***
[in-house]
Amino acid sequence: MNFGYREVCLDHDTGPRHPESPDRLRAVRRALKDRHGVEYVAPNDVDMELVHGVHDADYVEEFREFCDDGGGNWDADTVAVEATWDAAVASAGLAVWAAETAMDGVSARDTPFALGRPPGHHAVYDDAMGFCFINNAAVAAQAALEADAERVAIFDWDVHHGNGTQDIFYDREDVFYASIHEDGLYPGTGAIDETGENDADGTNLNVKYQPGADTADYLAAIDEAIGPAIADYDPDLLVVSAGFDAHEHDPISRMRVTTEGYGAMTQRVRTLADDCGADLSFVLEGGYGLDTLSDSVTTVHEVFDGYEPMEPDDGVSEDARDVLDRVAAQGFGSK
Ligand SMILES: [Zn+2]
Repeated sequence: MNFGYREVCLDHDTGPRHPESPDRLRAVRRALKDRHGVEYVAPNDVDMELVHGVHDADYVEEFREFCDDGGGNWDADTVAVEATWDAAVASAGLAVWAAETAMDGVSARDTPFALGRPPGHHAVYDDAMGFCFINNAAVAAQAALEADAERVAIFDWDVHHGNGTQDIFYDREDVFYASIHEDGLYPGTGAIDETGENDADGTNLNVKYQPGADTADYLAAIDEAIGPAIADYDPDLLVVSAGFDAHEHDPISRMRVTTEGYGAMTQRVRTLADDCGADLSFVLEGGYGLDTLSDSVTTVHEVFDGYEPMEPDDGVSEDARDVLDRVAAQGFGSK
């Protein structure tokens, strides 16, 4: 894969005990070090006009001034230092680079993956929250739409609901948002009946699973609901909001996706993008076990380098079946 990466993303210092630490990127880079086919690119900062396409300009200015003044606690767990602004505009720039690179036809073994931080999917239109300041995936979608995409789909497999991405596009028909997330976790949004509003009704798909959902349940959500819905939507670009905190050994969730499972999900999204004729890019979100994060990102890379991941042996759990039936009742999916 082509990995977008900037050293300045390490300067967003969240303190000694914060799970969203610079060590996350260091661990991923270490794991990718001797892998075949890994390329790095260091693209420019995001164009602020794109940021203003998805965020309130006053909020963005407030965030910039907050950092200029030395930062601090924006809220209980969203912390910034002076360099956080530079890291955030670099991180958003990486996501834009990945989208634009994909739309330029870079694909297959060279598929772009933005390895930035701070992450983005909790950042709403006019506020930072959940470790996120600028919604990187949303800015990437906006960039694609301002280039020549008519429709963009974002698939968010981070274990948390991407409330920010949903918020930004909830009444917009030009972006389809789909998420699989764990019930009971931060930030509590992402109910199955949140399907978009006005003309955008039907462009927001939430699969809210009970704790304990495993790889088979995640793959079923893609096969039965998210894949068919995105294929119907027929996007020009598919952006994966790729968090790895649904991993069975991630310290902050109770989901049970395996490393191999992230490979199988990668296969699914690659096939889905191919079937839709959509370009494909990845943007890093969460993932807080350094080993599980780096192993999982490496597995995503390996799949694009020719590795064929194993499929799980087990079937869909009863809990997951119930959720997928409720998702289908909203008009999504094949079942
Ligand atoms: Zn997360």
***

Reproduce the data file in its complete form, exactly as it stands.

[in-house]
Amino acid sequence: MNFGYREVCLDHDTGPRHPESPDRLRAVRRALKDRHGVEYVAPNDVDMELVHGVHDADYVEEFREFCDDGGGNWDADTVAVEATWDAAVASAGLAVWAAETAMDGVSARDTPFALGRPPGHHAVYDDAMGFCFINNAAVAAQAALEADAERVAIFDWDVHHGNGTQDIFYDREDVFYASIHEDGLYPGTGAIDETGENDADGTNLNVKYQPGADTADYLAAIDEAIGPAIADYDPDLLVVSAGFDAHEHDPISRMRVTTEGYGAMTQRVRTLADDCGADLSFVLEGGYGLDTLSDSVTTVHEVFDGYEPMEPDDGVSEDARDVLDRVAAQGFGSK
Ligand SMILES: [Zn+2]
Repeated sequence: MNFGYREVCLDHDTGPRHPESPDRLRAVRRALKDRHGVEYVAPNDVDMELVHGVHDADYVEEFREFCDDGGGNWDADTVAVEATWDAAVASAGLAVWAAETAMDGVSARDTPFALGRPPGHHAVYDDAMGFCFINNAAVAAQAALEADAERVAIFDWDVHHGNGTQDIFYDREDVFYASIHEDGLYPGTGAIDETGENDADGTNLNVKYQPGADTADYLAAIDEAIGPAIADYDPDLLVVSAGFDAHEHDPISRMRVTTEGYGAMTQRVRTLADDCGADLSFVLEGGYGLDTLSDSVTTVHEVFDGYEPMEPDDGVSEDARDVLDRVAAQGFGSK
């Protein structure tokens, strides 16, 4: 894969005990070090006009001034230092680079993956929250739409609901948002009946699973609901909001996706993008076990380098079946 990466993303210092630490990127880079086919690119900062396409300009200015003044606690767990602004505009720039690179036809073994931080999917239109300041995936979608995409789909497999991405596009028909997330976790949004509003009704798909959902349940959500819905939507670009905190050994969730499972999900999204004729890019979100994060990102890379991941042996759990039936009742999916 082509990995977008900037050293300045390490300067967003969240303190000694914060799970969203610079060590996350260091661990991923270490794991990718001797892998075949890994390329790095260091693209420019995001164009602020794109940021203003998805965020309130006053909020963005407030965030910039907050950092200029030395930062601090924006809220209980969203912390910034002076360099956080530079890291955030670099991180958003990486996501834009990945989208634009994909739309330029870079694909297959060279598929772009933005390895930035701070992450983005909790950042709403006019506020930072959940470790996120600028919604990187949303800015990437906006960039694609301002280039020549008519429709963009974002698939968010981070274990948390991407409330920010949903918020930004909830009444917009030009972006389809789909998420699989764990019930009971931060930030509590992402109910199955949140399907978009006005003309955008039907462009927001939430699969809210009970704790304990495993790889088979995640793959079923893609096969039965998210894949068919995105294929119907027929996007020009598919952006994966790729968090790895649904991993069975991630310290902050109770989901049970395996490393191999992230490979199988990668296969699914690659096939889905191919079937839709959509370009494909990845943007890093969460993932807080350094080993599980780096192993999982490496597995995503390996799949694009020719590795064929194993499929799980087990079937869909009863809990997951119930959720997928409720998702289908909203008009999504094949079942
Ligand atoms: Zn997360």